"One of my favorite sayings is, 'I am who I am, are whom we are, can be what I want to be its not up to you, it’s just me being me.'"
Collins praised Rivers' attitude in the SI piece, and the column somewhat suggests that his brief stint in Boston did have an impact in moving him toward today's disclosure. He notes he was jealous that Massachusetts Congressman Joe Kennedy, his old roommate at Stanford, could walk in last year's gay pride parade -- yet Collins couldn't even openly cheer. Then, having lived near the site of the Boston Marathon bombings, he asked himself, "Things can change in an instant, so why not live truthfully?" and decided to do so.
Because of that decision, he says he's happier. He's finally able to be honest, and genuine, and if anyone in the NBA is uneasy with the reason why that is, the center says he's happy to sit down with them and discuss it. If that doesn't work, and he finds himself on the court "up against an intolerant player, I'll set a pretty hard pick on him. And then move on."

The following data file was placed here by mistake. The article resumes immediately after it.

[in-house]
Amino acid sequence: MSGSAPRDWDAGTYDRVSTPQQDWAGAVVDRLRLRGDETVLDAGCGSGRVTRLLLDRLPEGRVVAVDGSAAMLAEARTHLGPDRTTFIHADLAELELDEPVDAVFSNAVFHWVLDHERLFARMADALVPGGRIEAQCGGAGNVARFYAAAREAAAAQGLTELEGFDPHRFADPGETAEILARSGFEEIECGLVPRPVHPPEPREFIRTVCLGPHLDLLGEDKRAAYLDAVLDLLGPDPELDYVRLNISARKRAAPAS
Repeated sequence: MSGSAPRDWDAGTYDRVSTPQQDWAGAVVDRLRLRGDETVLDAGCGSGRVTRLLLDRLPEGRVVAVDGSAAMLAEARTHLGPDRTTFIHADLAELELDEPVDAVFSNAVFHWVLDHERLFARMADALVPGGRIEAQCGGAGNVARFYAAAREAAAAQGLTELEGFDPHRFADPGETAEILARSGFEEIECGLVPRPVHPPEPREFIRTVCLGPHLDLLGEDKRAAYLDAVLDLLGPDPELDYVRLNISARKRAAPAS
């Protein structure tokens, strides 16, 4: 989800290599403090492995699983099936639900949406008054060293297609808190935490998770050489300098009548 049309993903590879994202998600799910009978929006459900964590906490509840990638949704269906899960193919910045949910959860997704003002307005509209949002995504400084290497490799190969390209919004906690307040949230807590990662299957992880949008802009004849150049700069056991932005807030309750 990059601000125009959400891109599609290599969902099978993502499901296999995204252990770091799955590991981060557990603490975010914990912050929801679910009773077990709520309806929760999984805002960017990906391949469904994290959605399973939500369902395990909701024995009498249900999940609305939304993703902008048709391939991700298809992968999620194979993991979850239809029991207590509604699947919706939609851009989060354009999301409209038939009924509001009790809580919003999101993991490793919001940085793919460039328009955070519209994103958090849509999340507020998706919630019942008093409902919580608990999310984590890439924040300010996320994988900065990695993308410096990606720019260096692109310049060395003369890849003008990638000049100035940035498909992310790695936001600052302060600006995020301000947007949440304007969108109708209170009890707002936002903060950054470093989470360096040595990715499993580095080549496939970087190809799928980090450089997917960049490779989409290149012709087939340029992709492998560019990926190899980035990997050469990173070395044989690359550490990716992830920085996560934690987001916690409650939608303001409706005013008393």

Here's hoping a big man who has made his career out of using his fouls and proudly setting picks doesn't have to change his game just to send a message -- but moving on won't be easy. While Collins may have written that he has never sought the spotlight, by making himself a pioneer he has instantly gone from a basketball backup who plays 10 minutes a night to a face of the lesbian, gay, bisexual, and transgender community nationwide.
That's an enormous change in responsibility -- though it is just as enormously important a role to undertake. Nineteen months after Barack Obama told gays they could exist openly in the military, Jason Collins told gays they could do the same in major-league sports, and with another wall of testosterone having been torn down our culture has moved a step closer to an ideal where everyone can simply be himself. A step closer to acceptance and true tolerance.
A step closer to the day when word that a pro athlete broke 100 on the golf course, and made a birdie, is just as newsworthy as the fact that he's gay.